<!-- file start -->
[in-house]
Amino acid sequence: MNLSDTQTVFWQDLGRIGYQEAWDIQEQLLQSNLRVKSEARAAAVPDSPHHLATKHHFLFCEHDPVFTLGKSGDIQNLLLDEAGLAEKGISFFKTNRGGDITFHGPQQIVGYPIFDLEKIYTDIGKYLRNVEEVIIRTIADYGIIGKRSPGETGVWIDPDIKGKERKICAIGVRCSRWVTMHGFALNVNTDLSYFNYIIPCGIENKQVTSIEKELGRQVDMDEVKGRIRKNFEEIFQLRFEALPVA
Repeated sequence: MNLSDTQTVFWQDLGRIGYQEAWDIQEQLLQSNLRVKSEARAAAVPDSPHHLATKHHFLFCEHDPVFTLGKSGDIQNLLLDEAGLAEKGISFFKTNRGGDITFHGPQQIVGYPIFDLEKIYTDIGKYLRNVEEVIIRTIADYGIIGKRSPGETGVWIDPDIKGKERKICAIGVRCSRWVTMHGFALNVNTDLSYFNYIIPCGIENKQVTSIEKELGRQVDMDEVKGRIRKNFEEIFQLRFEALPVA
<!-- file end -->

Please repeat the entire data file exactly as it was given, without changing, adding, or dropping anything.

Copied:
[in-house]
Amino acid sequence: MNLSDTQTVFWQDLGRIGYQEAWDIQEQLLQSNLRVKSEARAAAVPDSPHHLATKHHFLFCEHDPVFTLGKSGDIQNLLLDEAGLAEKGISFFKTNRGGDITFHGPQQIVGYPIFDLEKIYTDIGKYLRNVEEVIIRTIADYGIIGKRSPGETGVWIDPDIKGKERKICAIGVRCSRWVTMHGFALNVNTDLSYFNYIIPCGIENKQVTSIEKELGRQVDMDEVKGRIRKNFEEIFQLRFEALPVA
Repeated sequence: MNLSDTQTVFWQDLGRIGYQEAWDIQEQLLQSNLRVKSEARAAAVPDSPHHLATKHHFLFCEHDPVFTLGKSGDIQNLLLDEAGLAEKGISFFKTNRGGDITFHGPQQIVGYPIFDLEKIYTDIGKYLRNVEEVIIRTIADYGIIGKRSPGETGVWIDPDIKGKERKICAIGVRCSRWVTMHGFALNVNTDLSYFNYIIPCGIENKQVTSIEKELGRQVDMDEVKGRIRKNFEEIFQLRFEALPVA